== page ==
With the environment becoming more and more in the forefront of people’s minds, many more people are looking at ways to become more eco-conscious in their everyday lives.
Single-use plastic bags, like the ones found in grocery stores and other retailers, are difficult to recycle, uses raw materials to make and are more often found in landfills. According to the federal government, Canadians discard three million tonnes of plastic waste each year. As a result, many environmental groups have urged businesses and municipalities to either reduce their plastic bag usage or to ban plastic bags altogether.
Rockwood Environmental Action Community Taskforce Inc., a volunteer environmental organization based in Stonewall, is asking local residents to do their part by participating in the Reduce Plastic Bag Challenge throughout February.
“We wanted to start the New Year off on the right foot, (to) get people thinking about the ways they can help reduce the amount of waste that we are producing as a society,” Heather McDermid of REACT Inc. wrote in an email to The Stonewall Argus and
She hopes that the challenge can start new habits as reusable bags have become more available for purchase in recent years. REACT Inc. also gives out free reusable bags at its events. However, McDermid believes that while reducing is a good step, eliminating plastic bag use would be the best one.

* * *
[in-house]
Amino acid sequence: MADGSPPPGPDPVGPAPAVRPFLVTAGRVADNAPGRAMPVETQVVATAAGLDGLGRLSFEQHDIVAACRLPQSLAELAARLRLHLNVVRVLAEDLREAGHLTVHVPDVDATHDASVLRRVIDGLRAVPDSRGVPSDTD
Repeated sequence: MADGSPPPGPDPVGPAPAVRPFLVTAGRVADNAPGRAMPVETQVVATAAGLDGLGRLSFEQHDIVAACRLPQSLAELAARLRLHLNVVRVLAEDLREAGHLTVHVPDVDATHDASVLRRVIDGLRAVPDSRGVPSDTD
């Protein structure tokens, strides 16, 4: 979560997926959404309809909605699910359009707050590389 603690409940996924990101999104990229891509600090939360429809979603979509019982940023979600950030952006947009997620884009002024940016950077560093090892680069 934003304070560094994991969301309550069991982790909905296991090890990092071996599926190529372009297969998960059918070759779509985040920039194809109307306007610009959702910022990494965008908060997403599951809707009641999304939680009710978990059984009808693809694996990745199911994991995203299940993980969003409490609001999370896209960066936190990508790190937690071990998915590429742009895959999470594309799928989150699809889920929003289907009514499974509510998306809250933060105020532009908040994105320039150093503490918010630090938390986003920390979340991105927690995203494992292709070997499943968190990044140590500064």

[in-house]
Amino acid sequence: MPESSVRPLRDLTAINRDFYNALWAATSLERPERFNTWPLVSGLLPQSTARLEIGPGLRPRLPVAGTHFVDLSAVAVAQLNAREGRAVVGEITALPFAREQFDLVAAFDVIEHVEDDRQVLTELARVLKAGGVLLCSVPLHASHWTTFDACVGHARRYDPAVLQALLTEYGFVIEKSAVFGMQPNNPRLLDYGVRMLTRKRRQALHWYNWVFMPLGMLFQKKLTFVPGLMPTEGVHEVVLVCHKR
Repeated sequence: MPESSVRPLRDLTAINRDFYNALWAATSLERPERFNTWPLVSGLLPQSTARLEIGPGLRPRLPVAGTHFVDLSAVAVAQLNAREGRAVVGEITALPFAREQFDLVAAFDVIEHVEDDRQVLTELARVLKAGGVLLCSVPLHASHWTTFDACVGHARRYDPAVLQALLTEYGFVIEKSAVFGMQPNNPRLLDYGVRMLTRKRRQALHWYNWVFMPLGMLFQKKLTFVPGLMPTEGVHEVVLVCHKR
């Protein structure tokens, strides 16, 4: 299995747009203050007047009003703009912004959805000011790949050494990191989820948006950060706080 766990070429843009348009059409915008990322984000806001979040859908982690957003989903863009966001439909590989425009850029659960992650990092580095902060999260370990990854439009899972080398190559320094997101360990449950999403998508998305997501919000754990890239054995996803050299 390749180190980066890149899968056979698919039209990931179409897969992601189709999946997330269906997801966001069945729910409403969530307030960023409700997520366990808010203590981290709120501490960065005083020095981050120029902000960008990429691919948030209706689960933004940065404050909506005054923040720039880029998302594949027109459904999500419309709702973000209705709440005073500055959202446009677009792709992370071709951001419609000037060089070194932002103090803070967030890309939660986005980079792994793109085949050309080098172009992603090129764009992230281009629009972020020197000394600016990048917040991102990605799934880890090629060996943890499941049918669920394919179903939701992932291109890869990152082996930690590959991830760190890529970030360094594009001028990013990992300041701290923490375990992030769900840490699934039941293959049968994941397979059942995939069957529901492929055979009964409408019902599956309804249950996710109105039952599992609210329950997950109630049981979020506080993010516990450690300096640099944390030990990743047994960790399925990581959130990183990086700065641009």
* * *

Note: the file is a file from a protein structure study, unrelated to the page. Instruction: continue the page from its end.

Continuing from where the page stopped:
“The best recycling is not as good as reusing, reusing is not as good as reducing and reducing is not as good as eliminating,” she wrote.
Stonewall Family Foods has a bin where people can dispose of plastic bags including cereal, bread and ‘ziploc’ bags. REACT Inc. has been in discussions with both Family Foods and Red River Co-op Food Store to transition out of plastic bags, as well as the Town of Stonewall to implement legislation. The federal government announced last June it plans to ban single-use plastics by next year.
Sobeys announced last July it would remove all plastic bags at its stores, including the location in Gimli and at Safeway in Selkirk, by the end of January. Doriane Johnson, the owner of the Gimli Sobeys, is in support of the plastic bag ban at its location and she told The Argus and Times that customers have adjusted well.
“The response has been mostly positive. We have a lot of customers who douse reusable bags on a regular basis even before Jan. 31,” Johnson said. “ It’s just kind of getting customers who weren’t doing it now on board and we’ve tried to provide a lot of options for our customers.” Some of those options include paper bags, tote bags and cardboard boxes.
Harry Oppeneer, store manager for Selkirk Safeway, told The Argus and Times its location is still using plastic bags, but they will be removed sometime later this year.